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Nutritional Properties Assessment of Endogenous and Improved Varieties of Maize (Zea mays L.) Grown in Southern Benin



Semassa Adjobignon Josiane, Anihouvi Victor Bienvenu, Padonou Segla Wilfried, Adjanohoun Adolphe, Aly Djima, Gbenou Joachin and Baba-Moussa Lamine
 
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ABSTRACT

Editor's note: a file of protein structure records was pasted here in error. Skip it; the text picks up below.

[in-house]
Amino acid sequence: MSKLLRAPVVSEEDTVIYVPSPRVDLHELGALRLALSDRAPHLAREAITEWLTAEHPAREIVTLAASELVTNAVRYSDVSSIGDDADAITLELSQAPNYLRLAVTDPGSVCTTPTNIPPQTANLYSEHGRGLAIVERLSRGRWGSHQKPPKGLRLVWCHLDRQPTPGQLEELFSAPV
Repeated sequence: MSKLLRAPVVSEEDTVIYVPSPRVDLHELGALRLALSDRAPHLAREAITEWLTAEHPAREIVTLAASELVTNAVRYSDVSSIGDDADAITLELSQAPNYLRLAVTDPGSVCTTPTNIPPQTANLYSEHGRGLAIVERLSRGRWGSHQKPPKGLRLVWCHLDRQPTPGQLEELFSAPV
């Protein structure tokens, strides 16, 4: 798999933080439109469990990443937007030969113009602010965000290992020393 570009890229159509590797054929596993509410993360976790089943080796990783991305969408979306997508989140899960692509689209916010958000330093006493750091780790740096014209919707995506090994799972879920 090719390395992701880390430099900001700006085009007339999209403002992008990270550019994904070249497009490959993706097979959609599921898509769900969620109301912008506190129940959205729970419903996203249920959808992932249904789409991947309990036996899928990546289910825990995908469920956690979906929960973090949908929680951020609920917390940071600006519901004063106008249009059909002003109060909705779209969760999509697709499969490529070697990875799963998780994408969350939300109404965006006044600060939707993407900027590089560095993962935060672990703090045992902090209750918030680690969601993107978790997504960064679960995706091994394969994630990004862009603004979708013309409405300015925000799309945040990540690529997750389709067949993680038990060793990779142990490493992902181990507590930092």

Background and Objectives: A wide range of maize varieties is used in Benin but information on the nutritional characteristics of these varieties are not well known. This study aims to assess the nutritional composition of maize varieties in use in the southern region of Benin with the purpose of providing consumers accurate information for better choice. Materials and Methods: Moisture, ash, protein, fiber and fat contents were determined according to Association of Official Analytical Chemists and American Association of Cereal Chemists methods. Sugar and organic acids were assessed using High Performance Liquid Chromatography methods and amino acids profile was established according to Rosen method using glutamic acid. Results: The maize varieties were classified into 5 clusters according to their macro nutrients composition and 4 clusters based on their sugar and organic acids contents. Varieties of group 5 were very rich in protein (14.34 g/100 g), while the highest fat content (7.22 g/100 g) was observed for group 2 varieties. The highest carbohydrate contents obtained were 80.64 g/100 g, 80.11 g/100 g and 79.15 g/100 g for groups 1, 4 and 5 varieties respectively. Moreover the dendrogram gave four homogeneous clusters according to sugars and organic acids composition. Varieties of groups 2, 3 and 4 had almost the same fructose contents ranging between 0.04 and 0.06%; varieties of group 1 contained the highest contents of raffinose, sucrose and glucose; those of group 2 were very rich in propionate and fructose. Conclusion: It is concluded that some of maize varieties investigated contained high level of protein. Furthermore glutamic acid was the predominant amino acid while the least amino acid was methionine. Those varieties, owing to their protein and amino acids contents could have many benefits by providing vital constituents to the body.